As of today, Advicesbooks is going to publish a series of interviews with famous novelists. They are the only people who can give valid tips to those who dream to get a career in the fantastic world of creative writing. Just today, we have interviewed one of the brightest international horror fiction novelists.
She is Canadian and her name is Susie Moloney. Among her marvelous works, we can quote Bastion Falls, A Dry Spell, The Dwelling: A Novel
, The Thirteen, the latter reviewed by Advicesbooks, too. Through this great interview, the author revealed the history of her career and a few secrets to become a successful writer.
Now, though, we want that is Susie to turn to the Advicesbooks readers because the interview also contains some revelations about the problems of the modern age, such as, for example, the role of women. Inside our long dialogue, the author also commented on some comparisons with another famous horror writer and the worrying condition of the market of self-publishing that nowdays many emerging authors use widely. And so, what are you waiting to read this interview? Here is it with the bolded questions written by Rosalba Mancuso, journalist and reviewer of Advicesbooks, and the answers provided by the same keyboard of Susie Moloney.
Mrs.Moloney, could you describe briefly your career?
I started my career as a journalist, and I always thought that was going to be my life’s work. I went to journalism school in Canada and wrote freelance for newspapers while I was in school. I also started working just out of school at a small broadcaster where I wrote a newsmagazine show, for teenagers, called “Generation.” I wrote that series for three seasons. Somewhere in there a magazine I knew of was looking for an assistant editor. I applied and got the job, only to find myself the editor two issues in. It was a wonderful experience, editing a magazine. While I was editing the magazine, called Dateline: arts I started writing what would be my first novel, Bastion Falls.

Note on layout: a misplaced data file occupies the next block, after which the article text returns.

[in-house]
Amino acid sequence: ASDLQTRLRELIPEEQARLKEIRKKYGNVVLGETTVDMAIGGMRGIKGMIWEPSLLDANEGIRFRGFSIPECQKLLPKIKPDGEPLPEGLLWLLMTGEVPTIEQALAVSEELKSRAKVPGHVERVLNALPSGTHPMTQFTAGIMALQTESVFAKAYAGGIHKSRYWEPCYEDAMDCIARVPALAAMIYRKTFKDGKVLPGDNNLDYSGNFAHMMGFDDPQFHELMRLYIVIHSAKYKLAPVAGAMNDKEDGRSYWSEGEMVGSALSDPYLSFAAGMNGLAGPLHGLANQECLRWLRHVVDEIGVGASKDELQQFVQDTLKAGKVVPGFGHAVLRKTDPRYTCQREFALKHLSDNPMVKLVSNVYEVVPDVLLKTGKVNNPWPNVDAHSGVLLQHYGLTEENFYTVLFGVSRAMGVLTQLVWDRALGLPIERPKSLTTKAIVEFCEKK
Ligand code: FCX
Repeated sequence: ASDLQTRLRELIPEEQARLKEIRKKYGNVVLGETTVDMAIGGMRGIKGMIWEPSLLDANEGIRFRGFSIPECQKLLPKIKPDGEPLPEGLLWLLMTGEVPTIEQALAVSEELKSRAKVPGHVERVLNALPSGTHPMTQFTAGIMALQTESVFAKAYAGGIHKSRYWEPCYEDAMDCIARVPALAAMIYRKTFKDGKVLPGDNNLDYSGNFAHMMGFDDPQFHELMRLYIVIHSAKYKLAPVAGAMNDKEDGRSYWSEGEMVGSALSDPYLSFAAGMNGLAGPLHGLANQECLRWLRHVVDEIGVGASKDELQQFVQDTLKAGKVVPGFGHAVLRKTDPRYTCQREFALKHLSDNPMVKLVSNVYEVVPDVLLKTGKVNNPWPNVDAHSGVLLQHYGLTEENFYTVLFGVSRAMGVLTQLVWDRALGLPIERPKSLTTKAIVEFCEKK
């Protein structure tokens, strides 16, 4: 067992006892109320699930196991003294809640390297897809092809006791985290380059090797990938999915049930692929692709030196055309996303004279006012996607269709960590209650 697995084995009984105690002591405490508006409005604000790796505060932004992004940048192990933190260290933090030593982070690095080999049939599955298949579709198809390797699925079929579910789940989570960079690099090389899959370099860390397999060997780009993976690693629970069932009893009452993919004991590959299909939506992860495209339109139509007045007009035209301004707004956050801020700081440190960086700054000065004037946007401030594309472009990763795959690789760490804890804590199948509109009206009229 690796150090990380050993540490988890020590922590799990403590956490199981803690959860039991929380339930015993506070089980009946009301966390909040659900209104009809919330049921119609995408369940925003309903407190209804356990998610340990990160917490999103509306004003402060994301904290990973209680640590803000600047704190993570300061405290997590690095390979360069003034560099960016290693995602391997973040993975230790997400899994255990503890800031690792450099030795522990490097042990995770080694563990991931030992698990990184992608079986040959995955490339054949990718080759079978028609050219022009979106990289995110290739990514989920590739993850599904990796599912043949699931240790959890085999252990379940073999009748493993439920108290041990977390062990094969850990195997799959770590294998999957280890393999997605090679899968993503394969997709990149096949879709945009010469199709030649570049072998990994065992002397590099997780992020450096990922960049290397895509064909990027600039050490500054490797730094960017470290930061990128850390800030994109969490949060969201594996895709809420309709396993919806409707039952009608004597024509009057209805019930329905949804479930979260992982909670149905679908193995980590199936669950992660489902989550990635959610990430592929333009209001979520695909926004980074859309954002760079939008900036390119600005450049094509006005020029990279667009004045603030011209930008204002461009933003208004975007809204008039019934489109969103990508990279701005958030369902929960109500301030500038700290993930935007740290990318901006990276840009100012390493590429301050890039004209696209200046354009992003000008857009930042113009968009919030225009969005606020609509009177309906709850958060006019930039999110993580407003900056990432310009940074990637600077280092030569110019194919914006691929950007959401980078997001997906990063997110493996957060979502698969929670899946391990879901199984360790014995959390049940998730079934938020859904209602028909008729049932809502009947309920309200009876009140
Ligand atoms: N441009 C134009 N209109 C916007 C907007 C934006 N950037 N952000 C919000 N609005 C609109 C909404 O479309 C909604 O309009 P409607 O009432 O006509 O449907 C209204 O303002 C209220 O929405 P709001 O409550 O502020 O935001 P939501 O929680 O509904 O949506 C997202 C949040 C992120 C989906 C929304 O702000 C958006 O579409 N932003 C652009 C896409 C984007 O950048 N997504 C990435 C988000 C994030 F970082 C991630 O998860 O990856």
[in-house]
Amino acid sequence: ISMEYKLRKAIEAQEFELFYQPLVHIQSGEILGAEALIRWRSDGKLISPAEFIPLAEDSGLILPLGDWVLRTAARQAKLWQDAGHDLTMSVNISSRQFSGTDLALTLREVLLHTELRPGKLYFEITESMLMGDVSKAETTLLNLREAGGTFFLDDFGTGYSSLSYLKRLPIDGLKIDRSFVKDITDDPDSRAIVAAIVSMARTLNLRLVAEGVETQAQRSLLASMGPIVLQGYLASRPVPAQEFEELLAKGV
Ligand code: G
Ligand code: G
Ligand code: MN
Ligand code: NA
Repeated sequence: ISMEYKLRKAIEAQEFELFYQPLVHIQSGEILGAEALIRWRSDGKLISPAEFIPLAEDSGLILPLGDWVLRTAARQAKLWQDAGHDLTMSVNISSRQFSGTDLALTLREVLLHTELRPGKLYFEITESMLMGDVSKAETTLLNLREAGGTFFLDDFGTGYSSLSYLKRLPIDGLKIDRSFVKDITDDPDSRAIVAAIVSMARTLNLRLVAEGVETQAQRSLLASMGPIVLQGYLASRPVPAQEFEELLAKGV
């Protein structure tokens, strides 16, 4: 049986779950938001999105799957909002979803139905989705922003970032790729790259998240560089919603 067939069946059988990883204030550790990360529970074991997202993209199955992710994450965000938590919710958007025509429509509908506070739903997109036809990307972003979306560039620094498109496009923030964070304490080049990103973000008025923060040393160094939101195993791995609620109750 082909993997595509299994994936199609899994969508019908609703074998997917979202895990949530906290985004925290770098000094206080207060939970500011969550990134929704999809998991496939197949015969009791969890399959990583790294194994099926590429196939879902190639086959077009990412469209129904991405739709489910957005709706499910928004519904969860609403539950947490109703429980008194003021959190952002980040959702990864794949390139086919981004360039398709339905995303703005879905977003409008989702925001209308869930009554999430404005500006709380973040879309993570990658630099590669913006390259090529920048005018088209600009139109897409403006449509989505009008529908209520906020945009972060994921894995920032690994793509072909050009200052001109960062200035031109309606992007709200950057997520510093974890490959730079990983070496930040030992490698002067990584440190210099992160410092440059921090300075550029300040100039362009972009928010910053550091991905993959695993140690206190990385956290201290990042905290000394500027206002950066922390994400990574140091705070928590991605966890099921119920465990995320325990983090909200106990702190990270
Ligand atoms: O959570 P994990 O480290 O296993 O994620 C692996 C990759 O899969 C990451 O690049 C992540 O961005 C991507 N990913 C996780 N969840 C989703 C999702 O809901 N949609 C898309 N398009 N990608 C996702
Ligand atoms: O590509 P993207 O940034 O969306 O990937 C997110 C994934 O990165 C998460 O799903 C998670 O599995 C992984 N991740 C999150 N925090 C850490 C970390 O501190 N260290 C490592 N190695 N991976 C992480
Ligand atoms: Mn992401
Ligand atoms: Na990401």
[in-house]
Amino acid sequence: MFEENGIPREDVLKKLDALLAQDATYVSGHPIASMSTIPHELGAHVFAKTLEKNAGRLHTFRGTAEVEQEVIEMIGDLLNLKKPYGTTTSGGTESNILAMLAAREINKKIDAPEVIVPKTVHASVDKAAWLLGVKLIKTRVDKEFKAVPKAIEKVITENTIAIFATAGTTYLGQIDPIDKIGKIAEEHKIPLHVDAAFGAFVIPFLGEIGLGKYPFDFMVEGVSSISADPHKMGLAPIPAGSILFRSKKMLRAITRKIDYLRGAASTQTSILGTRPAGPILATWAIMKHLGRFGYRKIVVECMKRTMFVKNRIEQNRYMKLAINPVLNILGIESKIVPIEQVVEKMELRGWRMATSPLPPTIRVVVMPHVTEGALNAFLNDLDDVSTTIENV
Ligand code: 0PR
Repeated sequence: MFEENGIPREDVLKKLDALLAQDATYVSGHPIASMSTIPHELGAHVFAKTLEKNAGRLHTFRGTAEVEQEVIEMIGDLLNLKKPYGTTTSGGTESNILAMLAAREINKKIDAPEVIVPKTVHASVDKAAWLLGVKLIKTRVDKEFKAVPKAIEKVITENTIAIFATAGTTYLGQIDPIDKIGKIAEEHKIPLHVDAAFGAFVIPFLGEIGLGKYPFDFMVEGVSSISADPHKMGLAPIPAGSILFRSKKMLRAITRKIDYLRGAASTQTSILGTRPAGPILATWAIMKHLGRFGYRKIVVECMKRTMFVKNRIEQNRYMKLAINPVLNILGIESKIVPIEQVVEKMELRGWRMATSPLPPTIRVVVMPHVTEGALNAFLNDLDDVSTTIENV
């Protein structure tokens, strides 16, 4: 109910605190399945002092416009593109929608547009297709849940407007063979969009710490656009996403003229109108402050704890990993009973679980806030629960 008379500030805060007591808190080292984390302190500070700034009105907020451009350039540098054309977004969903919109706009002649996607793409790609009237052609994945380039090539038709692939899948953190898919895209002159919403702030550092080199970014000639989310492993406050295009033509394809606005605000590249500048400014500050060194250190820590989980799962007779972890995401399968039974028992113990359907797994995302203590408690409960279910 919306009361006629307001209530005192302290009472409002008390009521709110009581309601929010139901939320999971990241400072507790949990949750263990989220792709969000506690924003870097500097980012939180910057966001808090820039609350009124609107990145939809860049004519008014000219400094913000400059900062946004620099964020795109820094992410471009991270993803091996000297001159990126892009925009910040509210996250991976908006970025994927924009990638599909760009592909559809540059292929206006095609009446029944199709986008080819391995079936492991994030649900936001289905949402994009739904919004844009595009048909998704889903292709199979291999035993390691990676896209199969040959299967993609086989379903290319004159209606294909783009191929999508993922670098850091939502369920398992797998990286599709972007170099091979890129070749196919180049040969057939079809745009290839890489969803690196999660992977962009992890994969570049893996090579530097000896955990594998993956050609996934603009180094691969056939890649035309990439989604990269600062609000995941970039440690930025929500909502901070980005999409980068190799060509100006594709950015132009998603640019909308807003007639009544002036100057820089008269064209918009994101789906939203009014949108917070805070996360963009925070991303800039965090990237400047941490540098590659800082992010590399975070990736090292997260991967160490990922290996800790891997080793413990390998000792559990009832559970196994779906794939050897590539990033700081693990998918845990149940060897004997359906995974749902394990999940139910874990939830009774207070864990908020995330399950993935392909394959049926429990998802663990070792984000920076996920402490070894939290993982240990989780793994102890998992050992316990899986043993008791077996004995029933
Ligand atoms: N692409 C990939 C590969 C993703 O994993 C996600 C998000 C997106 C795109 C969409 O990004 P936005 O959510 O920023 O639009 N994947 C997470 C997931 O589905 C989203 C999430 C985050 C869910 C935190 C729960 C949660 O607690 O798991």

When did you understand that you would have worked as a writer?
I took a leave of absence from my job at the magazine so I could finish my novel. I took 6 weeks, as I was very close to being done. It was during that time that I knew I wanted to be a novelist. After that I was hooked—there was no real returning to any other kind of work. I was going to be a novelist primarily, and everything else would just be paying the bills. Of course, I went back to the magazine when I was finished and it was a couple of years before I would write full time as a novelist.
How long do you take to write a book?
I think every book is a little different, some are more involved than others. And then there are some that are under deadline. A Dry Spell for instance (my second novel) was eventually under deadline. I wrote the first four chapters in four months. Once it was sold, I wrote the next 16 chapters in just over six months. That was an insane period of time. I had an infant son, a teenager, and we lived in a rural setting on a beautiful island here in Canada. Manitoulin Island, actually. I wrote 2500-3500 words a day to make that deadline. And I did. I don’t recommend that pace necessarily, but it really keeps your head in the game.
Why do you like horror-fiction writing?